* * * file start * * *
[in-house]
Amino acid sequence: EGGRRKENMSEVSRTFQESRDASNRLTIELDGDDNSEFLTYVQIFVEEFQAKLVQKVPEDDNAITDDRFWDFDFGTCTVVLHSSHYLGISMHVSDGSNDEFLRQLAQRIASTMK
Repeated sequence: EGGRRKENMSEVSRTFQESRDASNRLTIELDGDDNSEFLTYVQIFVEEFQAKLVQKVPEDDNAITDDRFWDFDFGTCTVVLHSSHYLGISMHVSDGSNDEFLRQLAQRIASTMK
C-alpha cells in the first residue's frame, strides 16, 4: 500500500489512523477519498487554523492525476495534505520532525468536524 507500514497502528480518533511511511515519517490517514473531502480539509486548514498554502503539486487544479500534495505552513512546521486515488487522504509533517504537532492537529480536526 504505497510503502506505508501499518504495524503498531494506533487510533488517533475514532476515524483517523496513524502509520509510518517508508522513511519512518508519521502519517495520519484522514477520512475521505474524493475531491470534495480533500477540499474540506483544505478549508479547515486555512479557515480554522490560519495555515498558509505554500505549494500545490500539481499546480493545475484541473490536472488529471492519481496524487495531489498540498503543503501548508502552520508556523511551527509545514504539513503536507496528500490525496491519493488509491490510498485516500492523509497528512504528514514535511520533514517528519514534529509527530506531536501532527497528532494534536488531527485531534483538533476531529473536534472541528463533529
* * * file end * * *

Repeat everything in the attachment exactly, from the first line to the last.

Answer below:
[in-house]
Amino acid sequence: EGGRRKENMSEVSRTFQESRDASNRLTIELDGDDNSEFLTYVQIFVEEFQAKLVQKVPEDDNAITDDRFWDFDFGTCTVVLHSSHYLGISMHVSDGSNDEFLRQLAQRIASTMK
Repeated sequence: EGGRRKENMSEVSRTFQESRDASNRLTIELDGDDNSEFLTYVQIFVEEFQAKLVQKVPEDDNAITDDRFWDFDFGTCTVVLHSSHYLGISMHVSDGSNDEFLRQLAQRIASTMK
C-alpha cells in the first residue's frame, strides 16, 4: 500500500489512523477519498487554523492525476495534505520532525468536524 507500514497502528480518533511511511515519517490517514473531502480539509486548514498554502503539486487544479500534495505552513512546521486515488487522504509533517504537532492537529480536526 504505497510503502506505508501499518504495524503498531494506533487510533488517533475514532476515524483517523496513524502509520509510518517508508522513511519512518508519521502519517495520519484522514477520512475521505474524493475531491470534495480533500477540499474540506483544505478549508479547515486555512479557515480554522490560519495555515498558509505554500505549494500545490500539481499546480493545475484541473490536472488529471492519481496524487495531489498540498503543503501548508502552520508556523511551527509545514504539513503536507496528500490525496491519493488509491490510498485516500492523509497528512504528514514535511520533514517528519514534529509527530506531536501532527497528532494534536488531527485531534483538533476531529473536534472541528463533529